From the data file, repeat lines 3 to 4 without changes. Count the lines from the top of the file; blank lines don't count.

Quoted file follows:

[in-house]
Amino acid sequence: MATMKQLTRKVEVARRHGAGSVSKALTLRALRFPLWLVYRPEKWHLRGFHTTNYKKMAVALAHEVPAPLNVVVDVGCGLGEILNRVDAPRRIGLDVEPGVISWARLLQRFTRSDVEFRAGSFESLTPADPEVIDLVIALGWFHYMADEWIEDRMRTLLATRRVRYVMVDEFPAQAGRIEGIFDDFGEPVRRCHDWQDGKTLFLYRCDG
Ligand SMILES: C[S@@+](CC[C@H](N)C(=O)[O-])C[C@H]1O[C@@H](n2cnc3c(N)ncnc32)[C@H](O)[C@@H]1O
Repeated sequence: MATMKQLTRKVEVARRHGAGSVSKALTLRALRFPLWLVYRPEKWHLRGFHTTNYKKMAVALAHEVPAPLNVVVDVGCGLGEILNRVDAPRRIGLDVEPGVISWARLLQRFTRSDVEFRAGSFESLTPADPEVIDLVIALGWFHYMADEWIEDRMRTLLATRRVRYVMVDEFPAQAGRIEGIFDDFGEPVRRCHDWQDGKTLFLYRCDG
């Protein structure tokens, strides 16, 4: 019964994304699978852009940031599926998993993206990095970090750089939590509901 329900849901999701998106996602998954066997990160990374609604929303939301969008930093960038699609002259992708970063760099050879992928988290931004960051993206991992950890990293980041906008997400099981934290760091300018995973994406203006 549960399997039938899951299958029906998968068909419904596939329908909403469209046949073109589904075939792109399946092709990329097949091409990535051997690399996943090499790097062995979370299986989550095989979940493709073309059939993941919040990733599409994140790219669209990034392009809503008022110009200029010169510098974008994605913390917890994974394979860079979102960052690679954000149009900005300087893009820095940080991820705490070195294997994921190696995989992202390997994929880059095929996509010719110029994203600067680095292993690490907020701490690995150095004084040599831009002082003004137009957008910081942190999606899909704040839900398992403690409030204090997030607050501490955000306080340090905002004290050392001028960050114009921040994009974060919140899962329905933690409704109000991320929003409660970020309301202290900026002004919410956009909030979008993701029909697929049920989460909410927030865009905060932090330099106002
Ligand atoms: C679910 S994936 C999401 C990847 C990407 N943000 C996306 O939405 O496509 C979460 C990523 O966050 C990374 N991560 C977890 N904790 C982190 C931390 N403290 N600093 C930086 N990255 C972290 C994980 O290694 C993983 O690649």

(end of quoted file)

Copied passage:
Ligand SMILES: C[S@@+](CC[C@H](N)C(=O)[O-])C[C@H]1O[C@@H](n2cnc3c(N)ncnc32)[C@H](O)[C@@H]1O
Repeated sequence: MATMKQLTRKVEVARRHGAGSVSKALTLRALRFPLWLVYRPEKWHLRGFHTTNYKKMAVALAHEVPAPLNVVVDVGCGLGEILNRVDAPRRIGLDVEPGVISWARLLQRFTRSDVEFRAGSFESLTPADPEVIDLVIALGWFHYMADEWIEDRMRTLLATRRVRYVMVDEFPAQAGRIEGIFDDFGEPVRRCHDWQDGKTLFLYRCDG